In London, en route to Britain’s oldest wine merchant, Berry Bros. & Rudd, you might pass the Ritz, an oyster bar with ice piled invitingly in the window, a pâtisserie and several Michelin-starred restaurants. The gastronomic temptations are so compounded that were the Romantic poet Lord Byron alive today, he would probably break into a sweat and stagger on, eyes blinking, tunnel vision setting in.
Byron, who teased his mother mercilessly for being so fat she couldn’t catch him to discipline him, grew up to be an obsessive dieter, with a predilection for exercise deemed “violent” by one biographer. He’s said to have lived for periods on dry biscuits and white wine alone, and exercised in lots of clothing to make himself sweat more.
He first visited Berry Bros. when he was 17, at the beginning of 1806. The tea, coffee and spice emporium established in 1698 had by then moved into selling Champagne, port, and wines from Bordeaux, but had kept its giant coffee scales, adding a seat so customers could be weighed. (The scales still sit in the entrance way of the little-changed shop at No. 3, St James St.)
Personally, if I were visiting a fancy shop to give myself over to premium wines, I could happily forgo being reminded of my weight. But because scales were relatively rare into the 19th century, “to know your weight was a sign of well being,” explains Berry Bros. shop manager Francis Huicq.
By the time of the Beau Monde, Berry Bros appeared to be something of a drop-in center for dandyish scenesters such as Beau Brummell, a fastidious groomer who weighed himself more than 40 times and probably took pleasure in the results – he lost 26 pounds (12kg) over a seven-year period. Just as well: while still bulky, he was publicly snubbed by the Prince Regent at a ball. Brummell responded by turning to the Prince’s companion and asking, “Alvanley, who’s your fat friend?”
For a young Lord Byron, though, knowing his weight may have been agonizing. At 17, he already weighed 13st 12lb (88kg). By 19, in the summer of 1807, he was down to 10st 13lb (69.4kg); two weeks later he was 11st (69.8kg), and another few weeks after that, he was 10st 11lb (68.5kg). “He was bulimic,” Huicq speculates, “and sometimes he didn’t restrain himself and he was basically purging himself. So he was yoyo-ing all the time.”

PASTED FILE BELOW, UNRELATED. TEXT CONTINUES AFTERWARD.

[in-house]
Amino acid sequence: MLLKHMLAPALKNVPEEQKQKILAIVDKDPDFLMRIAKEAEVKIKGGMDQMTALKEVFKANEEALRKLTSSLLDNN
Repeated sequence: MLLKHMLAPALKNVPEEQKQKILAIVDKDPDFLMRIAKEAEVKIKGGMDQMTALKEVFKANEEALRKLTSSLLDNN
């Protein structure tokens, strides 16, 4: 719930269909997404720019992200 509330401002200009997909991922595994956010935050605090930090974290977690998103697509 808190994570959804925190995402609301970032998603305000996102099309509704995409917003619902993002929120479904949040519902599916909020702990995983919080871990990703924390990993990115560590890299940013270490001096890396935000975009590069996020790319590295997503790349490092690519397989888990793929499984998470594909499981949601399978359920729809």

The Prince Regent’s famously sizable weight doesn’t appear to have been recorded at Berry Bros., but in 1898, the shop’s ledgers noted that the Duke of Clarence, Prince Albert Victor (Queen Victoria’s grandson, and the royal briefly suspected of being Jack the Ripper), weighed 11st 9lb (74kg) in a “light overcoat.” The Marquess of Granby (around 12 to 13 stone/76-82kg) weighed himself almost every week for the whole four years he was Lord of the Bedchamber to Prince Albert, the Queen’s husband. Perhaps Albert teased him about his weight, or perhaps Granby had too much opportunity to view himself in well-cleaned mirrors.
Female weights were kept in a separate ledger, and a history of Berry Bros. records that a certain shop attendant named Strange (“tall, reticent and unmarried”) was particularly fond of weighing the ladies. “With what unction did Strange bring out the special volume reserved for the fair sex!” the book records. “With what fussy discretion did he make the lady comfortable in her seat on the scales! With what delicacy did he add weight to weight as though he were weighing a fairy!”
These days, it’s rare that a customer is formally weighed. Movie star Matt Damon once was – he had hired the dining room, chef and waiting staff at Berry Bros. for a wedding anniversary dinner. Huicq is relatively tight-lipped about the occasion: “I don’t know where is the ledger for Matt Damon,” he says, “but sometimes men would be weighed with their Wellington boots, their hats... So, to continue the tradition, it is mentioned in the ledger that he had a wallet in his hand.”
The discovery of Byron’s oscillating weight has led several historians to reinterpret the meaning of “Byronic” looks and to intimate that the poet was a pathetic fatty. “There are lots of images where he looks like a pallid, slightly podgy young man,” one historian said snarkily to The Observer. “Just not impressive.” Byron has since been headlined a “celebrity diet icon” and credited with inventing “the celebrity weight-loss craze.”
As to what Byron may have purchased at Berry Bros. when he tore himself away from the scales, Huicq can only take a punt, for records no longer exist. “I would imagine some clarets, and ports – especially in times of war with France when French imports were banned in the United Kingdom.”
It’s a distressing thought that if the poet – once famously described by Lady Caroline Lamb, with whom he had a messy affair, as “mad, bad and dangerous to know” – was around today, he might have been susceptible to the marketers of low-calorie wines.